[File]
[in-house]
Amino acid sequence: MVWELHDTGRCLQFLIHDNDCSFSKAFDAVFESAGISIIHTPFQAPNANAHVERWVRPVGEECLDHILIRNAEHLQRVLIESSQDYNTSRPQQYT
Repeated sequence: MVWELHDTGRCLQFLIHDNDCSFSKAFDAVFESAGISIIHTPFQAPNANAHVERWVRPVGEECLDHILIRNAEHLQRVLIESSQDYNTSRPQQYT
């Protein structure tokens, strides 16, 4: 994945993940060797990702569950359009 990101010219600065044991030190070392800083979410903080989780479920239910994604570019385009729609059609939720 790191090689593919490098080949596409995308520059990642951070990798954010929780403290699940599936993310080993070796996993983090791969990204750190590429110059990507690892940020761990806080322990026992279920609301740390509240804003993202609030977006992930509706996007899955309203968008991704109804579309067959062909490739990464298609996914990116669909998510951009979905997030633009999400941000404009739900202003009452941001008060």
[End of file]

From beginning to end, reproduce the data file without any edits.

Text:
[in-house]
Amino acid sequence: MVWELHDTGRCLQFLIHDNDCSFSKAFDAVFESAGISIIHTPFQAPNANAHVERWVRPVGEECLDHILIRNAEHLQRVLIESSQDYNTSRPQQYT
Repeated sequence: MVWELHDTGRCLQFLIHDNDCSFSKAFDAVFESAGISIIHTPFQAPNANAHVERWVRPVGEECLDHILIRNAEHLQRVLIESSQDYNTSRPQQYT
């Protein structure tokens, strides 16, 4: 994945993940060797990702569950359009 990101010219600065044991030190070392800083979410903080989780479920239910994604570019385009729609059609939720 790191090689593919490098080949596409995308520059990642951070990798954010929780403290699940599936993310080993070796996993983090791969990204750190590429110059990507690892940020761990806080322990026992279920609301740390509240804003993202609030977006992930509706996007899955309203968008991704109804579309067959062909490739990464298609996914990116669909998510951009979905997030633009999400941000404009739900202003009452941001008060």